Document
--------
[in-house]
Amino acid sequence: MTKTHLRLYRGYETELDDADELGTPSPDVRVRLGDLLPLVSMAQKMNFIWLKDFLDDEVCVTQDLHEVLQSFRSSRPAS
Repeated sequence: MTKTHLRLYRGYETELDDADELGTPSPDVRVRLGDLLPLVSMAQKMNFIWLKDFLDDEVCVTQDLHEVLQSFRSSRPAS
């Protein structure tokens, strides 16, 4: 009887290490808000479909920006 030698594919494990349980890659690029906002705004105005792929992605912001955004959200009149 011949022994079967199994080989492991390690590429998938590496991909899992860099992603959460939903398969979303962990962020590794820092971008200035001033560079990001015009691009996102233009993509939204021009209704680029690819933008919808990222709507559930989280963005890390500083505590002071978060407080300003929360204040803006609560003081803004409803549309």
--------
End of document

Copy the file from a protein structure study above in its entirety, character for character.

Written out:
[in-house]
Amino acid sequence: MTKTHLRLYRGYETELDDADELGTPSPDVRVRLGDLLPLVSMAQKMNFIWLKDFLDDEVCVTQDLHEVLQSFRSSRPAS
Repeated sequence: MTKTHLRLYRGYETELDDADELGTPSPDVRVRLGDLLPLVSMAQKMNFIWLKDFLDDEVCVTQDLHEVLQSFRSSRPAS
């Protein structure tokens, strides 16, 4: 009887290490808000479909920006 030698594919494990349980890659690029906002705004105005792929992605912001955004959200009149 011949022994079967199994080989492991390690590429998938590496991909899992860099992603959460939903398969979303962990962020590794820092971008200035001033560079990001015009691009996102233009993509939204021009209704680029690819933008919808990222709507559930989280963005890390500083505590002071978060407080300003929360204040803006609560003081803004409803549309």